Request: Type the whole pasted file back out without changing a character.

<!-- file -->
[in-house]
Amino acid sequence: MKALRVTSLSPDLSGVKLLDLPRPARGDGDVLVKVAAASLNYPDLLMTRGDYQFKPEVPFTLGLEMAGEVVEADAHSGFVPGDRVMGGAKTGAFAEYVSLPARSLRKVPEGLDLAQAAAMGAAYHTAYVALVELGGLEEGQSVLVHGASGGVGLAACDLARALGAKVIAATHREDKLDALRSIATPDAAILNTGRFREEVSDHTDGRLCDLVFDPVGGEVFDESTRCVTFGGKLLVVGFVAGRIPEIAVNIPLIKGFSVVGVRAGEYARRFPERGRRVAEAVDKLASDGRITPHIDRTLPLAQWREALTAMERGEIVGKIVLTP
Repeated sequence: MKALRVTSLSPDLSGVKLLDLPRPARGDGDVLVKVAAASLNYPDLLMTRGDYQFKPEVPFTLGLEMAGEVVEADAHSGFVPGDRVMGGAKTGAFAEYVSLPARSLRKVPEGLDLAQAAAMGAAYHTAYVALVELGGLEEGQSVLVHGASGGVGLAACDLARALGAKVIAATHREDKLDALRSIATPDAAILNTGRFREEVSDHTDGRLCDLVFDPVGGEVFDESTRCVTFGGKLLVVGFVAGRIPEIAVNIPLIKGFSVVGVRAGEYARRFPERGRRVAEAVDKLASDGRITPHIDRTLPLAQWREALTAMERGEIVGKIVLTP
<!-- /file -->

[in-house]
Amino acid sequence: MKALRVTSLSPDLSGVKLLDLPRPARGDGDVLVKVAAASLNYPDLLMTRGDYQFKPEVPFTLGLEMAGEVVEADAHSGFVPGDRVMGGAKTGAFAEYVSLPARSLRKVPEGLDLAQAAAMGAAYHTAYVALVELGGLEEGQSVLVHGASGGVGLAACDLARALGAKVIAATHREDKLDALRSIATPDAAILNTGRFREEVSDHTDGRLCDLVFDPVGGEVFDESTRCVTFGGKLLVVGFVAGRIPEIAVNIPLIKGFSVVGVRAGEYARRFPERGRRVAEAVDKLASDGRITPHIDRTLPLAQWREALTAMERGEIVGKIVLTP
Repeated sequence: MKALRVTSLSPDLSGVKLLDLPRPARGDGDVLVKVAAASLNYPDLLMTRGDYQFKPEVPFTLGLEMAGEVVEADAHSGFVPGDRVMGGAKTGAFAEYVSLPARSLRKVPEGLDLAQAAAMGAAYHTAYVALVELGGLEEGQSVLVHGASGGVGLAACDLARALGAKVIAATHREDKLDALRSIATPDAAILNTGRFREEVSDHTDGRLCDLVFDPVGGEVFDESTRCVTFGGKLLVVGFVAGRIPEIAVNIPLIKGFSVVGVRAGEYARRFPERGRRVAEAVDKLASDGRITPHIDRTLPLAQWREALTAMERGEIVGKIVLTP